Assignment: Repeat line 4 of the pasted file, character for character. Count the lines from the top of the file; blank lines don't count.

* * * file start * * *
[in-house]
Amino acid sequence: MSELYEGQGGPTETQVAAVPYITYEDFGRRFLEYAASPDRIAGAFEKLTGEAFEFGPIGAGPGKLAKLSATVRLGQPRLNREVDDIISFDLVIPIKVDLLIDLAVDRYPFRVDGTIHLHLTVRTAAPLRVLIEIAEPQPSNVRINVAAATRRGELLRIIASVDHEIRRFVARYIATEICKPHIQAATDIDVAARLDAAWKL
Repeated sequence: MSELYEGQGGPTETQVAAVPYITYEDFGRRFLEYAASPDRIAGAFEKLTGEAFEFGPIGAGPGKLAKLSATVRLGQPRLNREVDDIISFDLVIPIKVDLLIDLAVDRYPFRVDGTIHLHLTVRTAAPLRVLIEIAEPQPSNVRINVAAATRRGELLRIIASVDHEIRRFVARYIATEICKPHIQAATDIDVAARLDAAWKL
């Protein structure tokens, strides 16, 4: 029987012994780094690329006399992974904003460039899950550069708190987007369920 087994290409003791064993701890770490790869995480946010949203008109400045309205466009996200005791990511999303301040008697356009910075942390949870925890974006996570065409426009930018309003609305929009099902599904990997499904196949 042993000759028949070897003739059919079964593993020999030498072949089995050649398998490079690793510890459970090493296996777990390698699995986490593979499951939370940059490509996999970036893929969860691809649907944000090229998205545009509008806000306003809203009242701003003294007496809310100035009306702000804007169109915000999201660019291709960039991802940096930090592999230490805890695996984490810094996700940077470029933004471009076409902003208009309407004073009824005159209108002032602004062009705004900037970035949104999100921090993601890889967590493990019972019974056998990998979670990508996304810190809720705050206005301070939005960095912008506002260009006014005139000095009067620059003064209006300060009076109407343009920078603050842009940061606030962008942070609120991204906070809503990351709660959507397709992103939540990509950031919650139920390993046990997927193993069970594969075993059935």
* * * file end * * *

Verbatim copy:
């Protein structure tokens, strides 16, 4: 029987012994780094690329006399992974904003460039899950550069708190987007369920 087994290409003791064993701890770490790869995480946010949203008109400045309205466009996200005791990511999303301040008697356009910075942390949870925890974006996570065409426009930018309003609305929009099902599904990997499904196949 042993000759028949070897003739059919079964593993020999030498072949089995050649398998490079690793510890459970090493296996777990390698699995986490593979499951939370940059490509996999970036893929969860691809649907944000090229998205545009509008806000306003809203009242701003003294007496809310100035009306702000804007169109915000999201660019291709960039991802940096930090592999230490805890695996984490810094996700940077470029933004471009076409902003208009309407004073009824005159209108002032602004062009705004900037970035949104999100921090993601890889967590493990019972019974056998990998979670990508996304810190809720705050206005301070939005960095912008506002260009006014005139000095009067620059003064209006300060009076109407343009920078603050842009940061606030962008942070609120991204906070809503990351709660959507397709992103939540990509950031919650139920390993046990997927193993069970594969075993059935």